Project spurred by fears over antiquated facilities at SAR's largest training institute
The Hong Kong Sports Institute, the largest sports training centre in the territory, is being considered for a renovation project that could cost up to $1.2 billion.
The scheme was among several proposed in a consultant study commissioned by the Sports Development Board, which manages the centre.
It is understood many board members feel facilities at the centre are antiquated. The institute in Sha Tin was built in the 1980s with a Jockey Club donation.
One board member said: 'For example, the cycle velodrome is rough and even seems to be dangerous to me.'
He said the board was due to discuss possible funding for such a revamp with the Government. It may also need to raise money from other sources.
'The timing is good. If this project can be completed in 2005 or 2006, then it could become a good training base to attract some overseas players coming here to prepare for the Olympics in Beijing. This will help local athletes to improve their standards,' he said.
But he admitted that the chances of securing backing for the project were less promising in view of the current economic downturn.
Board member Wai Kee-shun said: 'We hired a consultant to study the sports institute to see what improvements are needed. The consultant came back with a comprehensive revamp, which could cost $1.2 billion, not only to upgrade but rebuild most facilities.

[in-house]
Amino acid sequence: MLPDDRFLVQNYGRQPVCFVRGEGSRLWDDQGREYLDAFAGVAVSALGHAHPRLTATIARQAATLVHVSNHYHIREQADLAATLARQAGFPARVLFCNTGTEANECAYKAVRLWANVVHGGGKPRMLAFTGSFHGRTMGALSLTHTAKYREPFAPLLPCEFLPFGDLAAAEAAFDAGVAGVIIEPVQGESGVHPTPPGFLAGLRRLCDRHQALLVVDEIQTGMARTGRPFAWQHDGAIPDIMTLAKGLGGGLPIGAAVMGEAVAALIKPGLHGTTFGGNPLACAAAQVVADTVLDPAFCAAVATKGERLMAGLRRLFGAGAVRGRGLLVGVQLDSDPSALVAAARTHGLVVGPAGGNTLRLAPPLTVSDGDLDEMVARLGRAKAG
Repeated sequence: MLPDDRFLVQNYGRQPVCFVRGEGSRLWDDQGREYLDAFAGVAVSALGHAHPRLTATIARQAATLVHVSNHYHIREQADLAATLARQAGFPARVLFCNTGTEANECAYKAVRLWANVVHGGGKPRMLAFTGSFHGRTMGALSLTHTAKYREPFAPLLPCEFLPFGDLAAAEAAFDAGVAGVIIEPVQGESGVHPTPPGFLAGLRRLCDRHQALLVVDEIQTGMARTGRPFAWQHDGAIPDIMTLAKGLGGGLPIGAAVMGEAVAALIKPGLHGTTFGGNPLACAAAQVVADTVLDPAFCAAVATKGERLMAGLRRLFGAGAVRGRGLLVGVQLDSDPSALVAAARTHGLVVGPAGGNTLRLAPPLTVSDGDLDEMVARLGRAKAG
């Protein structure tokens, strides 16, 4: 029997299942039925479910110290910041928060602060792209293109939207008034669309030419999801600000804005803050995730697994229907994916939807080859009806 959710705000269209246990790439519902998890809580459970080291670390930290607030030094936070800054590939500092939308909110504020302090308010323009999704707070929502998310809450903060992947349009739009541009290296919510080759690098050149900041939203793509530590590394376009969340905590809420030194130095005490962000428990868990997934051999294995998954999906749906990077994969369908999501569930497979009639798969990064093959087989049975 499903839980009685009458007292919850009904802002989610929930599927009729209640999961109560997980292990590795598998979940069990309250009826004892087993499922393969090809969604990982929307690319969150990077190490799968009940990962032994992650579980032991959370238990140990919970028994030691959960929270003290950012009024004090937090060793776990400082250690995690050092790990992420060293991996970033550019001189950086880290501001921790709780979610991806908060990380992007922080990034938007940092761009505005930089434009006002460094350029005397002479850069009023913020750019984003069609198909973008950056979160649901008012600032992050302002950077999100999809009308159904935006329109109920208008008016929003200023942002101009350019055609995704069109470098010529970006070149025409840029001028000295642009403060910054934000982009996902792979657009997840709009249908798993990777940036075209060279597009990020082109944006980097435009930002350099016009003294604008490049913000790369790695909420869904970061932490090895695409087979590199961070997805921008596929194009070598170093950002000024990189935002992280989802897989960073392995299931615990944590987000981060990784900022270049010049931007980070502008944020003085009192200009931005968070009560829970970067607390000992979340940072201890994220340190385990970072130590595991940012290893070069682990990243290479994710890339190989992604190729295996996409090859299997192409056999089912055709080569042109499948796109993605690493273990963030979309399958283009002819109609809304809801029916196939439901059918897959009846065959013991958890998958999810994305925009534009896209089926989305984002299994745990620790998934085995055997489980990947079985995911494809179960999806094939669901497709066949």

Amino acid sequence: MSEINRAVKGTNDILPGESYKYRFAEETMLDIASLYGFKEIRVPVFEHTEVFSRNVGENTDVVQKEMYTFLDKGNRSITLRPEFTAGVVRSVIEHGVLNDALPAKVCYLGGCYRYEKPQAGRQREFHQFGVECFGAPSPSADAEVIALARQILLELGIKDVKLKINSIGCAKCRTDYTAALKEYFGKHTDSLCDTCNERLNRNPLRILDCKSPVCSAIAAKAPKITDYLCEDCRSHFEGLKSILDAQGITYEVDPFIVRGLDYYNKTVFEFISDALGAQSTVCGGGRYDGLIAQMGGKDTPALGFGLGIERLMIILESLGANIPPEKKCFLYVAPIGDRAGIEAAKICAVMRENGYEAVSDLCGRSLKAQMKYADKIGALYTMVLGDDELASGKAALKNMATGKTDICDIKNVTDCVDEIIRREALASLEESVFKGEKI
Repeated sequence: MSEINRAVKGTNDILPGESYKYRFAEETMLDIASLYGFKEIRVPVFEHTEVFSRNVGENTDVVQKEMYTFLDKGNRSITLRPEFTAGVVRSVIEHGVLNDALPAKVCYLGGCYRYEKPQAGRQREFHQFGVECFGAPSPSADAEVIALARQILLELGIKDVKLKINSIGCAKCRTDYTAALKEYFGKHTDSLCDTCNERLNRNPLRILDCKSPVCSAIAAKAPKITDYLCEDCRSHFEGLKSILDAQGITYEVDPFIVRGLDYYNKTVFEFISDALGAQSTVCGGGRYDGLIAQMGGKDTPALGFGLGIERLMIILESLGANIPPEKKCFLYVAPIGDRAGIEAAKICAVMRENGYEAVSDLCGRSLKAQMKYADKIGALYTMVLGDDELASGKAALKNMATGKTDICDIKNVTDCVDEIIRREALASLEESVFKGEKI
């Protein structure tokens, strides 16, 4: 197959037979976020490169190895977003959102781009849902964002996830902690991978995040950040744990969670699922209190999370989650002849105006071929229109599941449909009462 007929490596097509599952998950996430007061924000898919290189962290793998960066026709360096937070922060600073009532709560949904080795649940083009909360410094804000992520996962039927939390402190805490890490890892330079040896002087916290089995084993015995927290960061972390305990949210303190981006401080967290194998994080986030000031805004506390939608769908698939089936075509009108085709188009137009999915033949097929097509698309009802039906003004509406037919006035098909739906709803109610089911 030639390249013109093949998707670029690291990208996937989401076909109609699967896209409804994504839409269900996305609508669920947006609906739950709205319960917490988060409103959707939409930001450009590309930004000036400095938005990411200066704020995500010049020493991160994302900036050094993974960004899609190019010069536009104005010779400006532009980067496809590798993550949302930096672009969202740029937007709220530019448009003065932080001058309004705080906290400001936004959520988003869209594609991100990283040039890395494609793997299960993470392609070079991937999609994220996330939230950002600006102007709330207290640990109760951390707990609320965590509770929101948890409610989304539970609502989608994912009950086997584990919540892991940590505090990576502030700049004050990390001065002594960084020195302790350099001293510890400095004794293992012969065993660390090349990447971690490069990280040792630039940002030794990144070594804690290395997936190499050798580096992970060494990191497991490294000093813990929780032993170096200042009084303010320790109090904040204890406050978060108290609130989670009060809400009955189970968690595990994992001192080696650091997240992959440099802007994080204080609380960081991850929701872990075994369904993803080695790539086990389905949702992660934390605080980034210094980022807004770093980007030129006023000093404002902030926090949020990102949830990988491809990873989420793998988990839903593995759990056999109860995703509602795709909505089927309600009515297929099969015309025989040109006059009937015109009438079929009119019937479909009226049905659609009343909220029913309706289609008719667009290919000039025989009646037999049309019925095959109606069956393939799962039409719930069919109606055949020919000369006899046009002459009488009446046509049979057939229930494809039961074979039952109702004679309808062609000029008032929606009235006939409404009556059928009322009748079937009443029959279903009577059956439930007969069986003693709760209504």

'From what I have learned about the consultant's proposal, I don't support it but many board members seem in favour of it. I think it would cost too much. I think just upgrading some facilities would be good enough.'
A board spokesman confirmed the project was being studied and declined to comment further.
The move to regenerate the centre, where Paralympic Games gold medallists Chan Shing-chung and Chan Kam-loi train, was welcomed by the Hong Kong Sports Association for the Physically Disabled.
Association executive director Ronnie Yu Kwok-tung said: 'According to the feedback from our trainers and athletes, the facilities need to be revamped. There is only a track but no field, so we can't train javelin or discus competitors there.'
Patrick Chan Ping-cheun, a member of the Hong Kong Post-secondary Colleges Athletic Association, said the centre's facilities were substandard for training elite athletes. 'The swimming pool is only 25 metres long,' he said. 'There is not even a standard pool.'
Alex Wong, of the Cyclist Club, said the cycling track urgently needed replacing.
'The ground is uneven . . . it is not very safe for our athletes,' he said.